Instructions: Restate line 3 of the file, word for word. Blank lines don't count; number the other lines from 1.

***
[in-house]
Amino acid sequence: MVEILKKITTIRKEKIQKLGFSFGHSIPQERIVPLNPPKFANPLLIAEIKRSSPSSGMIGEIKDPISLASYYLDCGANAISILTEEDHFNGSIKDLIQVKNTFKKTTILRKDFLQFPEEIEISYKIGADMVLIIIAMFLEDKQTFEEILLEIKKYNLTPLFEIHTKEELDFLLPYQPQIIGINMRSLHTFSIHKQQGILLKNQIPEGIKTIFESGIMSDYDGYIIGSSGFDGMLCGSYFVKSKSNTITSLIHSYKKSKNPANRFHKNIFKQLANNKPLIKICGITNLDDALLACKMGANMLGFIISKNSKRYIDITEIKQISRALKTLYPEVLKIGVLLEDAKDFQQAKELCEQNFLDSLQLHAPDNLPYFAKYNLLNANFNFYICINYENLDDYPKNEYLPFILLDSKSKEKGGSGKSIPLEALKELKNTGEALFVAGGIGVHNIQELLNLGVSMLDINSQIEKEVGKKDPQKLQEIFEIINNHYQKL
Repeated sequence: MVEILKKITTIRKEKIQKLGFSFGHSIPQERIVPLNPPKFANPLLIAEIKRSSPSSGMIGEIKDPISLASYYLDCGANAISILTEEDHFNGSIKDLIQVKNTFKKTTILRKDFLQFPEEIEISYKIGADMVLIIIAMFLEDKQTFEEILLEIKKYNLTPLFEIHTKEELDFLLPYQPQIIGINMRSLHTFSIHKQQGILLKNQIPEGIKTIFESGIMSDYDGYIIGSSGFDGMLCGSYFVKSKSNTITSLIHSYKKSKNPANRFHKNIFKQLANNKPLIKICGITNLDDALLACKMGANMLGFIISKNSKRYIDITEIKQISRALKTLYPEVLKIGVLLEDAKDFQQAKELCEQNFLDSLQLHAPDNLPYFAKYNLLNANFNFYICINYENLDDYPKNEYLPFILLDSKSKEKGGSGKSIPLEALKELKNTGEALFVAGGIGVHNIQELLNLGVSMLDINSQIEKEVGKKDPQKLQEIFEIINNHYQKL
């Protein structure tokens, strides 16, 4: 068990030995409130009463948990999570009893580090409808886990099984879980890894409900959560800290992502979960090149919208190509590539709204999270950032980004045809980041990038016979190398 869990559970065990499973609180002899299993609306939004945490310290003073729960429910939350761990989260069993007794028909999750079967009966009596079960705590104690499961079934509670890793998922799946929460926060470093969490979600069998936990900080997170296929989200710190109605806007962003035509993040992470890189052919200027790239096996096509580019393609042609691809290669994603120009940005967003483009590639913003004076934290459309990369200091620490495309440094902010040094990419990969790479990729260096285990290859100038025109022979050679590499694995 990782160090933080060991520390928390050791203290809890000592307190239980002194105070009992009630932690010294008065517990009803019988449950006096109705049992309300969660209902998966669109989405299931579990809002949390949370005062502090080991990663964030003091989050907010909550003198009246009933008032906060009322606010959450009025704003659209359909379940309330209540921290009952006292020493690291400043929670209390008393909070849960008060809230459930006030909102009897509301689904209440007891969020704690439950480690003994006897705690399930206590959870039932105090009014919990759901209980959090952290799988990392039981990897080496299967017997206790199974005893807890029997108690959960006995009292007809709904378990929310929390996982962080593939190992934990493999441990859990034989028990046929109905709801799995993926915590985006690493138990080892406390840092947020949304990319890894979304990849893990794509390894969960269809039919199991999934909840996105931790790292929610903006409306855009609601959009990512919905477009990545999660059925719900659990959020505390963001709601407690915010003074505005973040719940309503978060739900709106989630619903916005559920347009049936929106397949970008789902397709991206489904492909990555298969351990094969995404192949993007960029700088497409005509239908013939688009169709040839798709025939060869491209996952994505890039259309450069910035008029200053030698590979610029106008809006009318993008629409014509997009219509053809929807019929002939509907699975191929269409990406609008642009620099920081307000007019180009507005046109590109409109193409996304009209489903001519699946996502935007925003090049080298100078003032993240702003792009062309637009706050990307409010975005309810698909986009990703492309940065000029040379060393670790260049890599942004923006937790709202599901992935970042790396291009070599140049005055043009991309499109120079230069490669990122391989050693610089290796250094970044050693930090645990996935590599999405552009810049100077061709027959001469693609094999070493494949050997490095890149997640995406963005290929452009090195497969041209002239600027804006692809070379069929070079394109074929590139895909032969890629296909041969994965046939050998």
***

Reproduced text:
Repeated sequence: MVEILKKITTIRKEKIQKLGFSFGHSIPQERIVPLNPPKFANPLLIAEIKRSSPSSGMIGEIKDPISLASYYLDCGANAISILTEEDHFNGSIKDLIQVKNTFKKTTILRKDFLQFPEEIEISYKIGADMVLIIIAMFLEDKQTFEEILLEIKKYNLTPLFEIHTKEELDFLLPYQPQIIGINMRSLHTFSIHKQQGILLKNQIPEGIKTIFESGIMSDYDGYIIGSSGFDGMLCGSYFVKSKSNTITSLIHSYKKSKNPANRFHKNIFKQLANNKPLIKICGITNLDDALLACKMGANMLGFIISKNSKRYIDITEIKQISRALKTLYPEVLKIGVLLEDAKDFQQAKELCEQNFLDSLQLHAPDNLPYFAKYNLLNANFNFYICINYENLDDYPKNEYLPFILLDSKSKEKGGSGKSIPLEALKELKNTGEALFVAGGIGVHNIQELLNLGVSMLDINSQIEKEVGKKDPQKLQEIFEIINNHYQKL